4. The Taco Liberty Bell
Back in the 1990’s, Taco Bell spread a rumour in Philadelphia, USA that they had purchased the famous Liberty Bell and shamelessly re-named it the Taco Liberty Bell. Announcements of the transaction were published in local newspaper ads in a convincing, matter-of-fact way. The campaign garnered nationwide coverage, and some hysteria, before it was all revealed to be a marketing ploy. It’s a great example of when a local guerrilla campaign makes national news.
5. Frontline Public Optical Illusion
Frontline is a brand that makes flea and tick prevention products for dogs. In this example they covered the entire floor of a crowded plaza with their image of a dog. It gave the appearance from the floors above that it’s suffering from fleas, these being the people walking across the floor space. The stunt drew attraction and crowds to the floors above, resulting in online photos and coverage.
6. ‘IT’ Movie Balloon Stunt
The horror movie ‘It’ received praise for its clever guerrilla marketing campaign. An iconic scene in the movie involves Pennywise the clown, hidden in a drain and holding a red balloon. A few days before the film’s release, a number of red balloons were seen attached to drains in cities around the world. There was also a stencilled chalk note with a hash tag. The campaign received a lot of attention on social media and contributed to the films record breaking box office stats.
7. Lidl’s False Sabotage Billboards
UK retailer Lidl is renowned for goading its rivals, while positioning itself as the best priced supermarket in its sector. In this instance the company used billboards decorated with similar imagery to their well-known competition while overlaying their ad – showing an alternative product at a cheaper price. The ads were placed near rival locations and made the campaign more notorious.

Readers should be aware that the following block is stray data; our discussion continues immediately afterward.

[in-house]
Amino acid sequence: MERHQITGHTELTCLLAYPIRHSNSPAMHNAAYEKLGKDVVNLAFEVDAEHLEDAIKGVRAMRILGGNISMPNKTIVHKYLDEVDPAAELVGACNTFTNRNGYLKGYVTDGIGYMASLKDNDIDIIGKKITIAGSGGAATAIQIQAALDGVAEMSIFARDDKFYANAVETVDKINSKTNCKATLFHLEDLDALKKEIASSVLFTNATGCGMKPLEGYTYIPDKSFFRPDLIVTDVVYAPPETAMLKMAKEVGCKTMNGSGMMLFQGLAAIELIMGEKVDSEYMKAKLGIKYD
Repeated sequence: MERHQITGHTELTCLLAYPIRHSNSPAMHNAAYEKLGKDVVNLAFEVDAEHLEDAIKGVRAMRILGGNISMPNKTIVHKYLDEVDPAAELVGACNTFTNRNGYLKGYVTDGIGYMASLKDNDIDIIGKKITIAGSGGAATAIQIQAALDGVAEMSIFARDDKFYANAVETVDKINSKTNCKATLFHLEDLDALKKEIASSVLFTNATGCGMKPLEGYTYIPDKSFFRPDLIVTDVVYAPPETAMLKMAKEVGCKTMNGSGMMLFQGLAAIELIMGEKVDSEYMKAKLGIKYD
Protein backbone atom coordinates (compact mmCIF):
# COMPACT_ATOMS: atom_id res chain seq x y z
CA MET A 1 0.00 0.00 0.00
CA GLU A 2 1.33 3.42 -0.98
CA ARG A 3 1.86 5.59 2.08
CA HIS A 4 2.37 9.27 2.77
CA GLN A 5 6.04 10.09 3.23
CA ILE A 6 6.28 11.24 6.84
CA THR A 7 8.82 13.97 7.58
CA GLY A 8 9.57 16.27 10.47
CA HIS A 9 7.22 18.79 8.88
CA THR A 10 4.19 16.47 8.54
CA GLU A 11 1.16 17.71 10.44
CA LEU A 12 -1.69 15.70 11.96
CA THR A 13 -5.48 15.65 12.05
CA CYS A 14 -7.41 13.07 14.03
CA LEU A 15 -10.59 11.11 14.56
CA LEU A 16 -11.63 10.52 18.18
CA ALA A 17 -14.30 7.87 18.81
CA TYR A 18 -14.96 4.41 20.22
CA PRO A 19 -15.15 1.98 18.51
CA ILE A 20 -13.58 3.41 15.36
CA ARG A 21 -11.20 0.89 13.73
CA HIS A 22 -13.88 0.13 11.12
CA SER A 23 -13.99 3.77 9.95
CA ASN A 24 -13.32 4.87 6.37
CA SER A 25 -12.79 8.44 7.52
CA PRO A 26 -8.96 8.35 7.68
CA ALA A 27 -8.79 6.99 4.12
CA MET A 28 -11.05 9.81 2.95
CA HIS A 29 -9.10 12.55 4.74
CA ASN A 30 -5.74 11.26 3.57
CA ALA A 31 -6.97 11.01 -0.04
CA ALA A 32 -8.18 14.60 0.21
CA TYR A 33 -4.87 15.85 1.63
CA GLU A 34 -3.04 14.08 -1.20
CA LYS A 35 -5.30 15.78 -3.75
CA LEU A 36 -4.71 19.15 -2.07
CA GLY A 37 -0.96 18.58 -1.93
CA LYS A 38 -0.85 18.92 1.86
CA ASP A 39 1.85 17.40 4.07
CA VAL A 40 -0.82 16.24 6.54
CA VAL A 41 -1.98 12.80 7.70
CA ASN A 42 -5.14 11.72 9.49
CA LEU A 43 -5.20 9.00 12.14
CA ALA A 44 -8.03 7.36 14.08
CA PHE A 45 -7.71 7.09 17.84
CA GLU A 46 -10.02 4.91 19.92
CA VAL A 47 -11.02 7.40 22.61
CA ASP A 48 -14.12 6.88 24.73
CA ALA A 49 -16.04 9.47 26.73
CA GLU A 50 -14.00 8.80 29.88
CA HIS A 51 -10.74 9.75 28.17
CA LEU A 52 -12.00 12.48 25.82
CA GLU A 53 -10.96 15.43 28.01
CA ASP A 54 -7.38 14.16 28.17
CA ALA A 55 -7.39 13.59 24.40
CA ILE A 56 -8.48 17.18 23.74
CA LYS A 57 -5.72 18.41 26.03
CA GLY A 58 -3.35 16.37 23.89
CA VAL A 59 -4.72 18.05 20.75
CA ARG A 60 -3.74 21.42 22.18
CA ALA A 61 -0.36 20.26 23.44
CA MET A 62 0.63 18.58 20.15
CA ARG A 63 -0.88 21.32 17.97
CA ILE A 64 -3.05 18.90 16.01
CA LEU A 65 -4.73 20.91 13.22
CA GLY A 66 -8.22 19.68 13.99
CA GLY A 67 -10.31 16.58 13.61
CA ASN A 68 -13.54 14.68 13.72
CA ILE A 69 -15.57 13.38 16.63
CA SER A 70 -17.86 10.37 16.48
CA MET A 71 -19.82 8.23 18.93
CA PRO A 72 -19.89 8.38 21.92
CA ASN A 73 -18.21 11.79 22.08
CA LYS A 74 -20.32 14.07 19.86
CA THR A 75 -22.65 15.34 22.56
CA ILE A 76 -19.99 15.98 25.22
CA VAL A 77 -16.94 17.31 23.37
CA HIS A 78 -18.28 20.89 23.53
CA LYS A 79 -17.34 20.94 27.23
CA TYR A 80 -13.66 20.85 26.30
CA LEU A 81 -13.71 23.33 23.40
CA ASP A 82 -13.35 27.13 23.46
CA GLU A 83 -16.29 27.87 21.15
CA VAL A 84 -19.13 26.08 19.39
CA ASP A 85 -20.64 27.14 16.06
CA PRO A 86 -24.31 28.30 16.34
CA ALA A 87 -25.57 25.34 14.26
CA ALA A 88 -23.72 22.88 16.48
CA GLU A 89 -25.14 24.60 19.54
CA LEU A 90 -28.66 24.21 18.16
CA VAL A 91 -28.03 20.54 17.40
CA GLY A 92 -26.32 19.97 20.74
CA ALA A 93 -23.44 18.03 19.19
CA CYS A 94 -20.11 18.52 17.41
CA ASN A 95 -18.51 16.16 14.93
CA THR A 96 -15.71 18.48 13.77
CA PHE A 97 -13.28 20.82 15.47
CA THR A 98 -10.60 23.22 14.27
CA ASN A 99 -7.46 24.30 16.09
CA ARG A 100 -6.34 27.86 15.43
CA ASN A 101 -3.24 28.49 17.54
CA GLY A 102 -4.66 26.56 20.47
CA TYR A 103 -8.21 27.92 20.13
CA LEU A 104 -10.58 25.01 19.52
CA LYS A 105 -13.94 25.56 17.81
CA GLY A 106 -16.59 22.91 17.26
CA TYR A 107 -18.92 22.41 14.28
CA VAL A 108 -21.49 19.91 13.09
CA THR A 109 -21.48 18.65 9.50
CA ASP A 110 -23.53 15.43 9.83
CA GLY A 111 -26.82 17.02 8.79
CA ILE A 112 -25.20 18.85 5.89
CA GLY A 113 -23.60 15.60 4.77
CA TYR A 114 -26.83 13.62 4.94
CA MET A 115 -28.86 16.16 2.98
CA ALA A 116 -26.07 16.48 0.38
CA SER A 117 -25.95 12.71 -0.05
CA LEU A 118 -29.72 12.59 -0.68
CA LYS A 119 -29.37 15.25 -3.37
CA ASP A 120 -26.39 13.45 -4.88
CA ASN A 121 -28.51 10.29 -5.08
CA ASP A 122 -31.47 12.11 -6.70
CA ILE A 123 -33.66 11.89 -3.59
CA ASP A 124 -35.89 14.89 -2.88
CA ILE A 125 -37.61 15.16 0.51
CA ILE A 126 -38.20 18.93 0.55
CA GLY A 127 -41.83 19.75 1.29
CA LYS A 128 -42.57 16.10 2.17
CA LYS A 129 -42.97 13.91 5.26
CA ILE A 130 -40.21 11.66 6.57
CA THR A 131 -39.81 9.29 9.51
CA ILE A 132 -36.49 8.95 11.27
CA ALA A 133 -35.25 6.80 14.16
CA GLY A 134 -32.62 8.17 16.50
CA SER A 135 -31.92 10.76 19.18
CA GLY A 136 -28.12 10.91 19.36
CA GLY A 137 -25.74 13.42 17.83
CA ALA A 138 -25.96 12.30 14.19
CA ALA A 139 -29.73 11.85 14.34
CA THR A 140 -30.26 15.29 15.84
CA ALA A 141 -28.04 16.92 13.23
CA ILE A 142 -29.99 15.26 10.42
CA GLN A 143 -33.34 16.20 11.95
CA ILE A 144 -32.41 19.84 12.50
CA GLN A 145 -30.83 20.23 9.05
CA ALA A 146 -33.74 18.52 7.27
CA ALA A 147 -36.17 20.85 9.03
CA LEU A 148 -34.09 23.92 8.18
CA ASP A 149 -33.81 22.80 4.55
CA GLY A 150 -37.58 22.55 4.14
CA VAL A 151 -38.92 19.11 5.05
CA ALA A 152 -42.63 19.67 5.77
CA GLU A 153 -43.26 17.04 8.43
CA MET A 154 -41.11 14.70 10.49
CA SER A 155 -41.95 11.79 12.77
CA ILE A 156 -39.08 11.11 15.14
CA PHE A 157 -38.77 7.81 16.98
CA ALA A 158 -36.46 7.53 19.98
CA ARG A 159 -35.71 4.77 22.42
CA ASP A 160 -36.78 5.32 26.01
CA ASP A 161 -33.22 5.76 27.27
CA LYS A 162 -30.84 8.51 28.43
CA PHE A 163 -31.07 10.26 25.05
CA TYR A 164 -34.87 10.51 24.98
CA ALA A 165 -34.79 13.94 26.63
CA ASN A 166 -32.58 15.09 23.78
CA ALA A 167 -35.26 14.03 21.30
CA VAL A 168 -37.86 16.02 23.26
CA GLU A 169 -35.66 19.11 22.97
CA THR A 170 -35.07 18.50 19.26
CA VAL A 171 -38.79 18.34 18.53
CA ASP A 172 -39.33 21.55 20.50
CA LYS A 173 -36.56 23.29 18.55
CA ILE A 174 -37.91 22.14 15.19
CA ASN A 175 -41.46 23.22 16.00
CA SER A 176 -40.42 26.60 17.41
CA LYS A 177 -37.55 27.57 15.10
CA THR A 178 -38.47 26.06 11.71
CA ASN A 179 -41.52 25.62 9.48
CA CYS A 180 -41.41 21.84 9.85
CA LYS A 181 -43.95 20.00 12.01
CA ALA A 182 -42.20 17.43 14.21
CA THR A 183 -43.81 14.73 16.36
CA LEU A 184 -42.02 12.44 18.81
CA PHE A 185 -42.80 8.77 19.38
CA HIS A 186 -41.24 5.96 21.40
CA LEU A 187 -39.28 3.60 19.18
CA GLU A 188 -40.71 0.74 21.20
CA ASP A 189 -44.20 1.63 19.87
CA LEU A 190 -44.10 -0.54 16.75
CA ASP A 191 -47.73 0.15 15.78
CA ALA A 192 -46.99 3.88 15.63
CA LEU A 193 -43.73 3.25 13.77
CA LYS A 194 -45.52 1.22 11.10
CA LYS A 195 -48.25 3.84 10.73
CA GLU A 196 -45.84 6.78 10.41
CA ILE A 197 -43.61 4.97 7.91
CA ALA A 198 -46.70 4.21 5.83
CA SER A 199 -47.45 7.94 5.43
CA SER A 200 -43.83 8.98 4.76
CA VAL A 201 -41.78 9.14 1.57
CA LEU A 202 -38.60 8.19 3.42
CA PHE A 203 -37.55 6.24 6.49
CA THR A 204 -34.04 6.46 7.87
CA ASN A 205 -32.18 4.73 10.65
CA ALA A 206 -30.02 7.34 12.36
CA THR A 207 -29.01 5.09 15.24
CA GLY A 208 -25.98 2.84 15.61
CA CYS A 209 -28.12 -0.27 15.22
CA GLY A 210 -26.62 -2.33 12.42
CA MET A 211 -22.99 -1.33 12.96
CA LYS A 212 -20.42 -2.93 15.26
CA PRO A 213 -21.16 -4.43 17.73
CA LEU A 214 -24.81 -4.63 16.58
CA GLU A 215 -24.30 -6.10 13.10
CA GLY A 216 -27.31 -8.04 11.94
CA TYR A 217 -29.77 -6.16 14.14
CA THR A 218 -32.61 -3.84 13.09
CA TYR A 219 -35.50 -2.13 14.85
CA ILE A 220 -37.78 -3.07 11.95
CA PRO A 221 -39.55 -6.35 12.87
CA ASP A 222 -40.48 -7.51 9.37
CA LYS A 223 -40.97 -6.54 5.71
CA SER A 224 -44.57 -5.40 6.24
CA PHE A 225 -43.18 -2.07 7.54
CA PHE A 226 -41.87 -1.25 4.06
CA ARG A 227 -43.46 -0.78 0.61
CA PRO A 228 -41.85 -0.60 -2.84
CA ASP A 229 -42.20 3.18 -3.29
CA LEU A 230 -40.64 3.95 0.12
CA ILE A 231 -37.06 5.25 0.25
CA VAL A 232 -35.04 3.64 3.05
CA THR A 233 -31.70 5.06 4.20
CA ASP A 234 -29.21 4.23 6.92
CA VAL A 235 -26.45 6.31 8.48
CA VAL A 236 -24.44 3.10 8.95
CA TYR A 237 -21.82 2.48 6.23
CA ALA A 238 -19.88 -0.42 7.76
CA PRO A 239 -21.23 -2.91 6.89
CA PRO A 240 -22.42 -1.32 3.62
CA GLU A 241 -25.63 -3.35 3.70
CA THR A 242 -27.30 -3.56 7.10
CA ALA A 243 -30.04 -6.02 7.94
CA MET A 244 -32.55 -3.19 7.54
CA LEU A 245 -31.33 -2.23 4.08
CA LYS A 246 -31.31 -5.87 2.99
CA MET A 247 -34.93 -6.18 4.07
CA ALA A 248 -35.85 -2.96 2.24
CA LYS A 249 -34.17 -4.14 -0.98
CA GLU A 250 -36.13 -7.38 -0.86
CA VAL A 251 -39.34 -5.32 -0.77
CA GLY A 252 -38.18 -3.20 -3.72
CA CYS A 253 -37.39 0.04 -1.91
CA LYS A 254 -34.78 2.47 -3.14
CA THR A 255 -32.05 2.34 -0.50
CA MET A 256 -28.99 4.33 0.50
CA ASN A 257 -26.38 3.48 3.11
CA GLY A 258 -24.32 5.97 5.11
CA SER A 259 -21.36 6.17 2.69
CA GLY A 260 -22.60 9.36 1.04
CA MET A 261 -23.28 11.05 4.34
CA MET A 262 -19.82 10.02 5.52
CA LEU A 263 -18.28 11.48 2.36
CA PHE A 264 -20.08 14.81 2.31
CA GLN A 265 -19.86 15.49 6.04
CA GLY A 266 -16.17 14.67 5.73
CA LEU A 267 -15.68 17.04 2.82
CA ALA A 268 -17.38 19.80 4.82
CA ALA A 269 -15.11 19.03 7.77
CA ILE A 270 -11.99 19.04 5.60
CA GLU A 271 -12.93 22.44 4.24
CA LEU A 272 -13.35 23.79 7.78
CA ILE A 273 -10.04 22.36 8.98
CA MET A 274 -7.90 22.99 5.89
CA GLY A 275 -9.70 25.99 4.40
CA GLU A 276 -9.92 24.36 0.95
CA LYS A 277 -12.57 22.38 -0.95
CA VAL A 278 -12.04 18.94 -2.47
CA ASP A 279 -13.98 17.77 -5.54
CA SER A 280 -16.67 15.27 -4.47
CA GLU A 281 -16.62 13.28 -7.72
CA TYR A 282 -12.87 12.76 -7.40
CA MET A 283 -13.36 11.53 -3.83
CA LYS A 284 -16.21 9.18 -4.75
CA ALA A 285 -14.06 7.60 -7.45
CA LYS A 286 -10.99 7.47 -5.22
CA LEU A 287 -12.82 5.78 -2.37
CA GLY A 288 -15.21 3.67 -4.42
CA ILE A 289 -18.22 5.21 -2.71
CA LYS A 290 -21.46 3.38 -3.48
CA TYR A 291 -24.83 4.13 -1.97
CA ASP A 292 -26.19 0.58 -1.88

8. Copenhagen Zoo Bus Wrap
The Copenhagen Zoo took a page out of the guerrilla marketing playbook with an outstanding bus wrap to snatch the attention of city goers and passengers. The realistic 3D image gave the appearance that the snake was constricting and crushing the bus. The eye-catching display was designed to surprise and encourage talk about the zoo.
9. Subway’s SUBliminal messages
Subway launched a 3-day guerrilla marketing campaign in Chicago that they dubbed, ‘SUBliminal messaging’. Images of their foot-long subs and giant meatballs were projected on to buildings and drawn on pavements with chalk art. The subtle but distinguishable branding would show the Subway logo or a question: ‘Seeing Subs?’. The campaign was a city-wide success and had people talking about the brand.
10. Discovery Channel’s Shark Week Surfboards
To promote their show ‘Shark Week’, the Discovery Channel distributed surfboards that appeared to have been bitten by sharks on various popular Australian beaches. Guerrilla marketers monitored the activities and made sure the surfboards were not stolen. The shock tactic was effective in generating interest in the show’s anniversary special.
A memorable guerrilla campaign can be used to present your business in a daring and unique way, causing a stir, and generating interest and conversation.
The style should always be considered when creating out-of-the-box or multi-channel campaigns. Guerrilla stunts can be a low-investment and cost-effective strategy for small businesses, especially if they succeed in creating a viral phenomenon.
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All text ©J. Thomson, 2022